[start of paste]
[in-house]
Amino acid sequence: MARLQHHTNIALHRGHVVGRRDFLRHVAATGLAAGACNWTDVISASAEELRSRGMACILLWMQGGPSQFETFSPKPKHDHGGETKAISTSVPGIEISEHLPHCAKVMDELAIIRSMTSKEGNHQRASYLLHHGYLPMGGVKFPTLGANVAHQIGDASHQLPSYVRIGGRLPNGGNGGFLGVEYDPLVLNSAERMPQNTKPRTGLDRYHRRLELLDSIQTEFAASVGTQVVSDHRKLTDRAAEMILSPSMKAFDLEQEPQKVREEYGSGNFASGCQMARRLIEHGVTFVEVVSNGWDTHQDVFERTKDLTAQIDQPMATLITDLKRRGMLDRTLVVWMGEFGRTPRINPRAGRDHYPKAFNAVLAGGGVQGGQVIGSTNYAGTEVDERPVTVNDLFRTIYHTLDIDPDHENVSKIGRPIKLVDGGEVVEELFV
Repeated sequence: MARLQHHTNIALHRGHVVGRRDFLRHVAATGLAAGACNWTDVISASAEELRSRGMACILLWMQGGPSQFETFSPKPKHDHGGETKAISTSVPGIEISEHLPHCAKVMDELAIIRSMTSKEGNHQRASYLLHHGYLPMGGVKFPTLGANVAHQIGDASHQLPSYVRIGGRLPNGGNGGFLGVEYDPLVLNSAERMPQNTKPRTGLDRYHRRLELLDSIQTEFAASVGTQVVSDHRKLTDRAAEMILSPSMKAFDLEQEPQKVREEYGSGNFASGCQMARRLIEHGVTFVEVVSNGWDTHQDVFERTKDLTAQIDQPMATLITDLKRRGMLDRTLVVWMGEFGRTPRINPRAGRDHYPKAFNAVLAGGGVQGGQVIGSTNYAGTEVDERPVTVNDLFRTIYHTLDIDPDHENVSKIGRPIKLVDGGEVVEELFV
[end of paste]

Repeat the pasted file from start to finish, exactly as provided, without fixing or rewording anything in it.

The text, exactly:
[in-house]
Amino acid sequence: MARLQHHTNIALHRGHVVGRRDFLRHVAATGLAAGACNWTDVISASAEELRSRGMACILLWMQGGPSQFETFSPKPKHDHGGETKAISTSVPGIEISEHLPHCAKVMDELAIIRSMTSKEGNHQRASYLLHHGYLPMGGVKFPTLGANVAHQIGDASHQLPSYVRIGGRLPNGGNGGFLGVEYDPLVLNSAERMPQNTKPRTGLDRYHRRLELLDSIQTEFAASVGTQVVSDHRKLTDRAAEMILSPSMKAFDLEQEPQKVREEYGSGNFASGCQMARRLIEHGVTFVEVVSNGWDTHQDVFERTKDLTAQIDQPMATLITDLKRRGMLDRTLVVWMGEFGRTPRINPRAGRDHYPKAFNAVLAGGGVQGGQVIGSTNYAGTEVDERPVTVNDLFRTIYHTLDIDPDHENVSKIGRPIKLVDGGEVVEELFV
Repeated sequence: MARLQHHTNIALHRGHVVGRRDFLRHVAATGLAAGACNWTDVISASAEELRSRGMACILLWMQGGPSQFETFSPKPKHDHGGETKAISTSVPGIEISEHLPHCAKVMDELAIIRSMTSKEGNHQRASYLLHHGYLPMGGVKFPTLGANVAHQIGDASHQLPSYVRIGGRLPNGGNGGFLGVEYDPLVLNSAERMPQNTKPRTGLDRYHRRLELLDSIQTEFAASVGTQVVSDHRKLTDRAAEMILSPSMKAFDLEQEPQKVREEYGSGNFASGCQMARRLIEHGVTFVEVVSNGWDTHQDVFERTKDLTAQIDQPMATLITDLKRRGMLDRTLVVWMGEFGRTPRINPRAGRDHYPKAFNAVLAGGGVQGGQVIGSTNYAGTEVDERPVTVNDLFRTIYHTLDIDPDHENVSKIGRPIKLVDGGEVVEELFV